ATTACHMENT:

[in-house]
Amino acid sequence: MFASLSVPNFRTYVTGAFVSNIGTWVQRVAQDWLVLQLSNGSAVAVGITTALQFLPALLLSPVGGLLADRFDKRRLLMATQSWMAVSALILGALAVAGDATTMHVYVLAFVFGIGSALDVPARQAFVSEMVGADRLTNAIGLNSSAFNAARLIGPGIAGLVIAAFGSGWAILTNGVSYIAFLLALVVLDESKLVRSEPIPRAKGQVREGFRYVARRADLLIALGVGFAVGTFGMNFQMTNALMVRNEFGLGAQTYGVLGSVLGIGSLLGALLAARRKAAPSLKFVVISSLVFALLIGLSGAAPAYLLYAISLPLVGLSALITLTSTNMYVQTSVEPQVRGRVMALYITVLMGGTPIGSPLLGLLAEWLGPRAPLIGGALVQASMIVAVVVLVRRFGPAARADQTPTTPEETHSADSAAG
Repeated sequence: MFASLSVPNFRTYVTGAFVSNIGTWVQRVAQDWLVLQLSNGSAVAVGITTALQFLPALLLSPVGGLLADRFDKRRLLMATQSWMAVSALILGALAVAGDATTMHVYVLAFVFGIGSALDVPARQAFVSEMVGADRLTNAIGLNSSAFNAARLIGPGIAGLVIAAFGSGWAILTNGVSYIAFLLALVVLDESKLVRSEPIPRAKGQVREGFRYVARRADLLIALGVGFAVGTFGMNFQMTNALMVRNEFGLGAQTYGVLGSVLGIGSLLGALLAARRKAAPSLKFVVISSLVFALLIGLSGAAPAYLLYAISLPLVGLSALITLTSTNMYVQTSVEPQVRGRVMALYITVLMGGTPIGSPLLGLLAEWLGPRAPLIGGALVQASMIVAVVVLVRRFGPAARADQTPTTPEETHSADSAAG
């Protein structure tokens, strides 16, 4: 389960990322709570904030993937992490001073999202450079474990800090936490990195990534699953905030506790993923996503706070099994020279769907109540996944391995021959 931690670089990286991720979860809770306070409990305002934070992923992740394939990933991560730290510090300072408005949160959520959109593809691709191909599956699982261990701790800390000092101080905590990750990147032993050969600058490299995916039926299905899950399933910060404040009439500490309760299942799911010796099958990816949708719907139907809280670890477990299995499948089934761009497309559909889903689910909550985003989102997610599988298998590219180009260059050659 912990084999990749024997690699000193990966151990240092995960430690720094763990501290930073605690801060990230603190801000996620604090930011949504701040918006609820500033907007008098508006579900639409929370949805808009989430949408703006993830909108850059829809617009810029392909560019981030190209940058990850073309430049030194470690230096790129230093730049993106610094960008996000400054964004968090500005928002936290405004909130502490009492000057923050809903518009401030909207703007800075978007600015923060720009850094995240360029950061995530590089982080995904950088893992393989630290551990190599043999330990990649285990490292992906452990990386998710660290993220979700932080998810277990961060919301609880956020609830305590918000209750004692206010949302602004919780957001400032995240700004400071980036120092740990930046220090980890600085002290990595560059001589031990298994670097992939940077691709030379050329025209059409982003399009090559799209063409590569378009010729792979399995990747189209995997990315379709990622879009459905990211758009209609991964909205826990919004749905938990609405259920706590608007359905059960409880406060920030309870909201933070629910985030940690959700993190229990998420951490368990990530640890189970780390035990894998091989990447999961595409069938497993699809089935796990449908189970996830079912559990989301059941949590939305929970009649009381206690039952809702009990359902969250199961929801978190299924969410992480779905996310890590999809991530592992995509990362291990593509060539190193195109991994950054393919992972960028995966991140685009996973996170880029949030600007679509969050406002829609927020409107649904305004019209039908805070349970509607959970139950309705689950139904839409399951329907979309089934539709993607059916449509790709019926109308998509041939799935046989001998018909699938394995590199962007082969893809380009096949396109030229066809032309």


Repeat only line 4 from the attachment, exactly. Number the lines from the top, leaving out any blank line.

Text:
């Protein structure tokens, strides 16, 4: 389960990322709570904030993937992490001073999202450079474990800090936490990195990534699953905030506790993923996503706070099994020279769907109540996944391995021959 931690670089990286991720979860809770306070409990305002934070992923992740394939990933991560730290510090300072408005949160959520959109593809691709191909599956699982261990701790800390000092101080905590990750990147032993050969600058490299995916039926299905899950399933910060404040009439500490309760299942799911010796099958990816949708719907139907809280670890477990299995499948089934761009497309559909889903689910909550985003989102997610599988298998590219180009260059050659 912990084999990749024997690699000193990966151990240092995960430690720094763990501290930073605690801060990230603190801000996620604090930011949504701040918006609820500033907007008098508006579900639409929370949805808009989430949408703006993830909108850059829809617009810029392909560019981030190209940058990850073309430049030194470690230096790129230093730049993106610094960008996000400054964004968090500005928002936290405004909130502490009492000057923050809903518009401030909207703007800075978007600015923060720009850094995240360029950061995530590089982080995904950088893992393989630290551990190599043999330990990649285990490292992906452990990386998710660290993220979700932080998810277990961060919301609880956020609830305590918000209750004692206010949302602004919780957001400032995240700004400071980036120092740990930046220090980890600085002290990595560059001589031990298994670097992939940077691709030379050329025209059409982003399009090559799209063409590569378009010729792979399995990747189209995997990315379709990622879009459905990211758009209609991964909205826990919004749905938990609405259920706590608007359905059960409880406060920030309870909201933070629910985030940690959700993190229990998420951490368990990530640890189970780390035990894998091989990447999961595409069938497993699809089935796990449908189970996830079912559990989301059941949590939305929970009649009381206690039952809702009990359902969250199961929801978190299924969410992480779905996310890590999809991530592992995509990362291990593509060539190193195109991994950054393919992972960028995966991140685009996973996170880029949030600007679509969050406002829609927020409107649904305004019209039908805070349970509607959970139950309705689950139904839409399951329907979309089934539709993607059916449509790709019926109308998509041939799935046989001998018909699938394995590199962007082969893809380009096949396109030229066809032309």